To find a mentor, swipe right.
Sort of. LinkedIn’s newest feature lets users look through potential connections to find a mentor or someone they’d like to mentee. The matchmaking option is an easy way for LinkedIn connections to match their skills to someone who could use them, or to find someone with a resume they’d like to emulate.
LinkedIn users tell the site or app what kind of advice they’re looking for and any other preferences in who they’d like to meet, like location or industry. LinkedIn will then recommend members whose interests and work experiences suggest that they’d be able to help.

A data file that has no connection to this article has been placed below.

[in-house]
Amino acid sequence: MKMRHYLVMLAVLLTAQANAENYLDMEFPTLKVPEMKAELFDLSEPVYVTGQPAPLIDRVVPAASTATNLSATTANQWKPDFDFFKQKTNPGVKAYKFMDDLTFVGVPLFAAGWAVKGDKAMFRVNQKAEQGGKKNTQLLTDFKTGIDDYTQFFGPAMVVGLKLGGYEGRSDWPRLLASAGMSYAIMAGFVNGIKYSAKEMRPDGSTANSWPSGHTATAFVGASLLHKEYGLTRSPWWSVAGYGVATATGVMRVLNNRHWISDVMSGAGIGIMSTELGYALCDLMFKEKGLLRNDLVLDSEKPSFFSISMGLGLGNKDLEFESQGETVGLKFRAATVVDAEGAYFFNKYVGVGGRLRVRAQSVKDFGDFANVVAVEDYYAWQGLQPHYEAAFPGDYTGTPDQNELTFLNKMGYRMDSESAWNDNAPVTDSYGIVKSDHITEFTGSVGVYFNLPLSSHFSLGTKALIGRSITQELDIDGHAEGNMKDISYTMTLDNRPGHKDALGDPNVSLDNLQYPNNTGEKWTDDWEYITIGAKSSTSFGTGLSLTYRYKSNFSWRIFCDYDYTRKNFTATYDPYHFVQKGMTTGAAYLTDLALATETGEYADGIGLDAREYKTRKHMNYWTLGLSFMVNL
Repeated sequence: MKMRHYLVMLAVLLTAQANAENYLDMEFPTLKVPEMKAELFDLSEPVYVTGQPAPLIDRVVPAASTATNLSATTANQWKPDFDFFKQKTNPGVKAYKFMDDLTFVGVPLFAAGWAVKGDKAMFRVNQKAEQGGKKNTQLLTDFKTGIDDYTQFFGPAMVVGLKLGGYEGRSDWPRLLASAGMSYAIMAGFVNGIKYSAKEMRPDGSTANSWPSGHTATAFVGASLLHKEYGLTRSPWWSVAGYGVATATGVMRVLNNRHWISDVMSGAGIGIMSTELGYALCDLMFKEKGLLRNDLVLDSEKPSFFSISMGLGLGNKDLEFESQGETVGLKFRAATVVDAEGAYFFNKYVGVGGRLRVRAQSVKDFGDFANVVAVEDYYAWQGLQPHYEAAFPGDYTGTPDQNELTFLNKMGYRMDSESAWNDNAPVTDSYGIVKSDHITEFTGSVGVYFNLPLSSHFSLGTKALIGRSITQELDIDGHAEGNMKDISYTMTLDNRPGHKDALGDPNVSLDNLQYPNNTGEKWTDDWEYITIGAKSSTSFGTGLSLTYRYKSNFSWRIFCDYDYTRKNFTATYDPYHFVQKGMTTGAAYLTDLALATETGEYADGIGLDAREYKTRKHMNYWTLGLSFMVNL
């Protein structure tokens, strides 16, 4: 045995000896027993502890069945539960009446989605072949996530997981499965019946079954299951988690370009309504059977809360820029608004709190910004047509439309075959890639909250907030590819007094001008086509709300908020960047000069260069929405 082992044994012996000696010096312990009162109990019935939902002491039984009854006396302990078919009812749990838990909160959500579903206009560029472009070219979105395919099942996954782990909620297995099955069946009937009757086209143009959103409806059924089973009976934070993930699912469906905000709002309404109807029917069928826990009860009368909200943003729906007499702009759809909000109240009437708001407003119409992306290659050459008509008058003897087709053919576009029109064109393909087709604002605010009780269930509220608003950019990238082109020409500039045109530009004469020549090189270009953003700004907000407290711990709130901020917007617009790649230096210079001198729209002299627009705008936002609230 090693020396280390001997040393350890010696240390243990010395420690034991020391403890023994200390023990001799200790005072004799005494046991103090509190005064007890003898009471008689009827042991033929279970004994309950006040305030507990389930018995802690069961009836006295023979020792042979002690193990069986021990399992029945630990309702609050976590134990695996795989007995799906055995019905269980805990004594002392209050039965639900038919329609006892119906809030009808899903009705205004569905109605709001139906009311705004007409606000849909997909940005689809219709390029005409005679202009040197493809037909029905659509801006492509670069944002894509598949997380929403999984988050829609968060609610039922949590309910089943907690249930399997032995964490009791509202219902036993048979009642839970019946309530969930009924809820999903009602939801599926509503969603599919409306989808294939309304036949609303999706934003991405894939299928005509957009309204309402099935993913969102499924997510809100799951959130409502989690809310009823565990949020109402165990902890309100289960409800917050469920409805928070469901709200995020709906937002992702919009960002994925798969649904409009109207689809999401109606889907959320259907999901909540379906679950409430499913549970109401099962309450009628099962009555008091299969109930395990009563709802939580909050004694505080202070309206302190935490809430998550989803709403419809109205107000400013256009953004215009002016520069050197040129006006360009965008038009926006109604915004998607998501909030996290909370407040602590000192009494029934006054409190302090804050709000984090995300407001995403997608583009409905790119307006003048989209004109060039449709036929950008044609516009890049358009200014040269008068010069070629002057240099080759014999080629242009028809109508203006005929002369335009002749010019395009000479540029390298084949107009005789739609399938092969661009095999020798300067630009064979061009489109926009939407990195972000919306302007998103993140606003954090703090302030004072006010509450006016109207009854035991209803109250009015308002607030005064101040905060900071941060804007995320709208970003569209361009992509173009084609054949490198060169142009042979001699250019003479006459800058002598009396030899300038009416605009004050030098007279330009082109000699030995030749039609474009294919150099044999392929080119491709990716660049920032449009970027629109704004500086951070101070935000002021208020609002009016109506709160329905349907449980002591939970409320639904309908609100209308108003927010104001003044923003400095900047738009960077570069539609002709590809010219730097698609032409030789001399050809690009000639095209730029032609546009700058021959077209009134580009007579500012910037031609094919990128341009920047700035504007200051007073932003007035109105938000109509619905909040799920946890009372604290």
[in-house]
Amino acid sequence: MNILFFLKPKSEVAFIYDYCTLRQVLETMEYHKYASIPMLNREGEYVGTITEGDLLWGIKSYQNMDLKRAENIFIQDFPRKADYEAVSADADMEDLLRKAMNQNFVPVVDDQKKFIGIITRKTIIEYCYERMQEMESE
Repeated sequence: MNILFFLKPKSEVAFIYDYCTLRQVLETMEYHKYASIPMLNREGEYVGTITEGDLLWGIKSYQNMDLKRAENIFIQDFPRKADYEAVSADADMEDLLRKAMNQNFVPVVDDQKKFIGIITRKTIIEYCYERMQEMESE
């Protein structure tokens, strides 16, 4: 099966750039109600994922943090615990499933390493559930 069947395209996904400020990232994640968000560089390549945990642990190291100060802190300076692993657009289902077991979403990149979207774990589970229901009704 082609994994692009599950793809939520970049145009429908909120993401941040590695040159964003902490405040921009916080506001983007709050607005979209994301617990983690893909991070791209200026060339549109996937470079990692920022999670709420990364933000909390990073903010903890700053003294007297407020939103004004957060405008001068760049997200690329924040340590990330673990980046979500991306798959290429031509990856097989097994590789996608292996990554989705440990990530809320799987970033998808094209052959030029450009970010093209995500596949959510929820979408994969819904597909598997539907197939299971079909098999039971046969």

The person who’d be the mentor has to express interest, too. Once they match, the two LinkedIn members can message each other.
Although it sounds like a dating app, you don’t actually swipe. Instead you press “accept” or “pass” on whoever LinkedIn recommends. LinkedIn imagines the feature being used for specific situations where members need advice, like while negotiating salary, searching for a job, or figuring out what the ideal next role would be.
It’s not that different from connecting with someone on LinkedIn normally. Theoretically, you could message anyone and ask for career advice. But the matchmaking feature based on mutual interests makes this part of LinkedIn more like mentorship Tinder than adding a new connection.
LinkedIn calls it a “lightweight way” to connect with other users that “works well with the informal, casual nature of today’s changing workforce.”
The feature is being tested now for users in San Francisco and Australia, and it’s expected to roll out to other members in the coming months.
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